Thursday morning brought the climactic arch of the Iowa football saga that has captivated the state for much of the past two months. Husch Blackwell released a 28-page report on its findings within the Iowa program following claims of racial inequalities and biases amongst the coaching staff.
In it’s sumation of the investigation, the Kansas City-based law firm concluded, “The program’s rules perpetuated racial or cultural biases and diminished the value of cultural diversity. The program over-monitored players to the point that they experienced heightened anxiety and maintained a culture that allowed a small group of coaches to demean players.”
The conclusion that the investigation came to is one that many already felt confident was the truth inside the Iowa football program and had the findings all but affirmed that view.
Throughout the investigations 28-page report, numerous topics discussed included what was acceptable dress code in the football facility, which covered jewelry, hoodies, hats, etc.
It was stated that Kirk Ferentz abolished the rule on jewelry and hats in 2019 in response to the UI’s Diversity Task Force investigation in the summer and fall of 2018.
Another hot topic discussed at-length in the investigation is the disconnect in the meaning of “The Iowa Way.” According to the report, players believed that conforming to the Iowa Way was like conforming to white culture. Iowa coaches believed the Iowa way was hard-working, detail-oriented, tough, accountability-driven culture.
Sleep bands also had a lengthy section in the report. Iowa coaches used these bands to help players create healthy sleeping habits. Instead, the bands caused “very negative experiences” and caused “lots of anxiety” as players were called out for their bad sleeping habits.
Drug testing was a notable section as well, as some former players believed that African-American players in the program were tested far more frequently than other players. The manager of drug testing program stated that while Kirk Ferentz could request for a specific player to be tested, the reason must be approved by a supervising physician beforehand.
With the investigations findings, however, the Kansas City law firm recommended Kirk Ferentz and Iowa athletic director Gary Barta be retained to help bring these changes to Iowa athletics.
“We recommend that the University work with Athletic Director Barta and Head Coach Ferentz to create action steps aimed at improving the culture of the program, eliminating biases, encouraging student-athletes to report concerns of mistreatment, and amplifying the University’s policy statement against retaliation within the football program.”
On Thursday afternoon, Ferentz and Barta, spoke to the press about their reactions to the investigations findings and their plan going forward.
Barta laid out the responsibilities right out of the gate.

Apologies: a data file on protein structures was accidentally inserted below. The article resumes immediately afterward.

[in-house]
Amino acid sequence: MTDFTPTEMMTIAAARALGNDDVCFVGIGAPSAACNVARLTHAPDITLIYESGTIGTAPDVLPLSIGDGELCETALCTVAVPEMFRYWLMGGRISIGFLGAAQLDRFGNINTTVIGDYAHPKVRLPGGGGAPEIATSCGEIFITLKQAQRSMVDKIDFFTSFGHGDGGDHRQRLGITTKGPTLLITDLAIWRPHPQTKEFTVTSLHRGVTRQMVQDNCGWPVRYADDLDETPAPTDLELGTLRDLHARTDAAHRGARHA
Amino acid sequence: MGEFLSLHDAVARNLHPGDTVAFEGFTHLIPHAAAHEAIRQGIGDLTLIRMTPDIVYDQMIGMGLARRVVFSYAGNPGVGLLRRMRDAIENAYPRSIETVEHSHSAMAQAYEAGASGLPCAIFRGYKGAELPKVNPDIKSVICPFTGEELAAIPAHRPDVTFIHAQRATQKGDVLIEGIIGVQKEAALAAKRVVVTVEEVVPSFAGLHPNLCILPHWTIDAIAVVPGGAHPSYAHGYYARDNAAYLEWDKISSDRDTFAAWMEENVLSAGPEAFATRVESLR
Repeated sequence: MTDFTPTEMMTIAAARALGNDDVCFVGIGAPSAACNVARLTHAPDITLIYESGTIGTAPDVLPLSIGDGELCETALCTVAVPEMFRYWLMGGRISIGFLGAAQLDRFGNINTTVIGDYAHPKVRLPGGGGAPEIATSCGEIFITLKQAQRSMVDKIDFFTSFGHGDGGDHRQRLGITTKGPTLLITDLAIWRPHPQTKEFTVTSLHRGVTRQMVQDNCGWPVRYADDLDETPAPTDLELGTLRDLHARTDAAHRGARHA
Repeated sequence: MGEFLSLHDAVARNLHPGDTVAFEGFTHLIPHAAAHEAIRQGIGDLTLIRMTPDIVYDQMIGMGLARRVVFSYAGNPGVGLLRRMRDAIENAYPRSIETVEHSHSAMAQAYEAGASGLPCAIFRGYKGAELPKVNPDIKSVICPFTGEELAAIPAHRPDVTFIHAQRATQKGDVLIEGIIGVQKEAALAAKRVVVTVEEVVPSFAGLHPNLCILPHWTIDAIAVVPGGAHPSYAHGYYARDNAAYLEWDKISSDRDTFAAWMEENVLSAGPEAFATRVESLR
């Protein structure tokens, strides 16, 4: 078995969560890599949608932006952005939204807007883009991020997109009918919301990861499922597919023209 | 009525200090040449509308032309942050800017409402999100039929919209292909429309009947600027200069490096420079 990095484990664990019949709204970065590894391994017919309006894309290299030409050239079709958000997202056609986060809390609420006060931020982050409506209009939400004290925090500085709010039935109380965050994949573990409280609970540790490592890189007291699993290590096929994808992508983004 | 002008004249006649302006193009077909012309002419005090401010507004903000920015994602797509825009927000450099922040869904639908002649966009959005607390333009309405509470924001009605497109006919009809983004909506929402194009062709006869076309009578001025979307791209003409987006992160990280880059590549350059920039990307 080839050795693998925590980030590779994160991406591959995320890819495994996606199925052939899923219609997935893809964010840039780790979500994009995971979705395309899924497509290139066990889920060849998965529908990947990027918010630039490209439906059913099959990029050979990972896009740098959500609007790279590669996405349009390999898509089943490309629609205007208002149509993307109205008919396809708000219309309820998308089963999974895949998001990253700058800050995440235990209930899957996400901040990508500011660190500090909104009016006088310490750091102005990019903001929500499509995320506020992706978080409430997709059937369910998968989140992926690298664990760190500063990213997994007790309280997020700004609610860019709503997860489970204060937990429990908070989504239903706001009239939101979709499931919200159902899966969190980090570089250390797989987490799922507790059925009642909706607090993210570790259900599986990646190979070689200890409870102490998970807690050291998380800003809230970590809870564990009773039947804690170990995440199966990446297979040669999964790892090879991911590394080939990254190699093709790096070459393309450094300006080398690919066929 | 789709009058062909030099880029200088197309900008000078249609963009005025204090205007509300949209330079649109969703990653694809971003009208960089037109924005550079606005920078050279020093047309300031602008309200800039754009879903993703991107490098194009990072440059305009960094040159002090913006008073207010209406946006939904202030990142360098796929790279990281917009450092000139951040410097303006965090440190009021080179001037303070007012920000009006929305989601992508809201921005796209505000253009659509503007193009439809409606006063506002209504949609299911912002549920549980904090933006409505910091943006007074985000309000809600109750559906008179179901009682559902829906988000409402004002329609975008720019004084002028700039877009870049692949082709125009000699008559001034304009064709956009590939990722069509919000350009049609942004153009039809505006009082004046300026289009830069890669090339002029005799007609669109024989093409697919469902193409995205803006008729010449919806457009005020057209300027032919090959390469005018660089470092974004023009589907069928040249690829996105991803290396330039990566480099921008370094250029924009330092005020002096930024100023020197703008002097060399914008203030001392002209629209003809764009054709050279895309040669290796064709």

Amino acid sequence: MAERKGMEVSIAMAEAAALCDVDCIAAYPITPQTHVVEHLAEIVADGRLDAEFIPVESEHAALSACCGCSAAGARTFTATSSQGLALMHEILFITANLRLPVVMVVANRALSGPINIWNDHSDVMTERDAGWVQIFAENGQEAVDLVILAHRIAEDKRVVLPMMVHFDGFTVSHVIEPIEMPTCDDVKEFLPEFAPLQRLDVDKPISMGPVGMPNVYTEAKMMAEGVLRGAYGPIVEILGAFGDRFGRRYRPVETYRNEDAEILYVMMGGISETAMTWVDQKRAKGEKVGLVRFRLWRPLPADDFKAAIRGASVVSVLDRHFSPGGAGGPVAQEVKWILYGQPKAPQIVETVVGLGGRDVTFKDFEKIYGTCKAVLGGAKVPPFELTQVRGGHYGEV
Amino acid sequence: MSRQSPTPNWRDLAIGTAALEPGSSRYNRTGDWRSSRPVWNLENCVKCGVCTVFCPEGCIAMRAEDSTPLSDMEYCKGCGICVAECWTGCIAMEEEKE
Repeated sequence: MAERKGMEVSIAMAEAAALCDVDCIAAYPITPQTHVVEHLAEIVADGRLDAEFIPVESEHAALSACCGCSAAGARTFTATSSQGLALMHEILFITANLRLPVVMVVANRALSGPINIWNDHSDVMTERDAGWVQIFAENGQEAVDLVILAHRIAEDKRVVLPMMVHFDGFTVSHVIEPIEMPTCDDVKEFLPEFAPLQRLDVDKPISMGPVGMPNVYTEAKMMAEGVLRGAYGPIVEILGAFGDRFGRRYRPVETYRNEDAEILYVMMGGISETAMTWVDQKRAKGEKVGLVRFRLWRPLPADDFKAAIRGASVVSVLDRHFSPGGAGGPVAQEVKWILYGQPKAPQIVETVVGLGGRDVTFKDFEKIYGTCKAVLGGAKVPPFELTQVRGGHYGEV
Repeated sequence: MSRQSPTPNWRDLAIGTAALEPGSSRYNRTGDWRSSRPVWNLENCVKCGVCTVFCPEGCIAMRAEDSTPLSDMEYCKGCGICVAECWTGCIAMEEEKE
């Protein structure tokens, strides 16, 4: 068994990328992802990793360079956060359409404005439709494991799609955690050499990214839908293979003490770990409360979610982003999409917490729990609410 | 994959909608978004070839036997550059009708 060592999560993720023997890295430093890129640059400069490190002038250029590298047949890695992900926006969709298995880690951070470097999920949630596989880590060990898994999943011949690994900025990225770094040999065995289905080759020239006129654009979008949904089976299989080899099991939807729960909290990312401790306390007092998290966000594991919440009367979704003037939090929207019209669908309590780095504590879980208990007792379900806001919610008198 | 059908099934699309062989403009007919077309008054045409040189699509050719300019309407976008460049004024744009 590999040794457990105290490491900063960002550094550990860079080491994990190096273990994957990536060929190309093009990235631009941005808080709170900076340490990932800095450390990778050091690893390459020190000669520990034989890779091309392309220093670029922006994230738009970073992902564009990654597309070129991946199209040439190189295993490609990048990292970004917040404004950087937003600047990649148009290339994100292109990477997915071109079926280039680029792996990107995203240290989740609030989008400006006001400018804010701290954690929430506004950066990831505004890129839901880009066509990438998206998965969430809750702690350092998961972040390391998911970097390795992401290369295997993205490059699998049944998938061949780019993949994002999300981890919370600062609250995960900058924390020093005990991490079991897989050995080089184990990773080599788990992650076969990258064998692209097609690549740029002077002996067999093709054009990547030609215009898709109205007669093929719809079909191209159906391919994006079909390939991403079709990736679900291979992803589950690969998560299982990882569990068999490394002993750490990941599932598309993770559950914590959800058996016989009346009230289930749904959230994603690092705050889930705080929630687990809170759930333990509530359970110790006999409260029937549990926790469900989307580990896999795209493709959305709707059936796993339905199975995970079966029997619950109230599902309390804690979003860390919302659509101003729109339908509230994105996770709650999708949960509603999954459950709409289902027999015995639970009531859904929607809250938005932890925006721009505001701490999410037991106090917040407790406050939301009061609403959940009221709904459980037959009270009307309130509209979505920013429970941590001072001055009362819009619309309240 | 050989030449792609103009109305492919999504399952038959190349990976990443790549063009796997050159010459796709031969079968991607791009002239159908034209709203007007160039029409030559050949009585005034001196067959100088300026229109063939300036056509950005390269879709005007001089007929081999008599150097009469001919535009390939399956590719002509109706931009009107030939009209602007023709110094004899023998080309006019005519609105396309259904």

“Kirk, first and foremost, is responsible for the football culture. He creates it. He sets the tone for it, and he has to hold people accountable for it, and he’s fully accepting of that responsibility, and he’s worked hard in recent weeks to help us begin the process to improve the culture.”
Many of the questions surrounding the head coach of Iowa football for 21 seasons, were on the subject of how this kind of power abuse could go on for so long from a coach, like in the case of former strength and conditioning coach Chris Doyle.
“In my mind we had that position in charge of too many things, and I guess it’s twofold. It’s a matter of I’ll go back and look at it now, what we’ve done as a staff is, okay, what responsibilities can we move,” Ferentz said. “What are some of the things that maybe were being monitored that don’t need to be monitored, really aren’t that important.”
Another question Ferentz answered was how he viewed his program’s motto of the “Iowa Way” from prior to this report to now.
“My definition of the Iowa way, and the goals haven’t changed. It’s graduation, it’s having a good experience or maximizing your abilities and your experience in football, and also being a good citizen,” Ferentz said. “But all that being said, it’s all about the delivery. It’s all about the message. I think that’s probably been the biggest learning experience here.”
A topic that was also asked with frequency was the issue of allegations against other members of Iowa’s coaching staff, such as offensive coordinator Brian Ferentz and linebackers coach Seth Wallace. Gary Barta announced that he decided there would be no personnel changes despite these allegations.
“Ultimately that’s my responsibility. Obviously taking in all the information. It’s not a done situation yet, but I felt confident enough to share with you today that we don’t have any changes in employment in terms of who’s here and who’s not,” Barta said. “But the follow-up is still ongoing in terms of moving forward.”
Perhaps the most notable moment of the press conference was Kirk Ferentz’s tone while speaking of the allegations levied against him by former Iowa running back Akrum Wadley and his mother, Sharonda Phelps.
Ferentz looked visibly upset and frustrated while talking about the former running back’s accusations, such as a canceled black card, which athletes use to pay for food.
“It was a surprise and also to some degree — surprise because some of the things were just flat-out not true. Not true,” Ferentz said. “I mean, we have never held back a black card from any player. I’m not a great record keeper. Ben Hensen is meticulous. Never happened.”
Following the press conference, the Iowa Hawkeye athletics Twitter page published Kirk Ferentz’s opening statement and apology to Twitter, as well as his statement regarding the conclusion of the Husch Blackwell review.
A tumultuous time in Iowa football appears to be nearing it’s end, but the $64,000 question is if Iowa football can fully commit to being their new selves.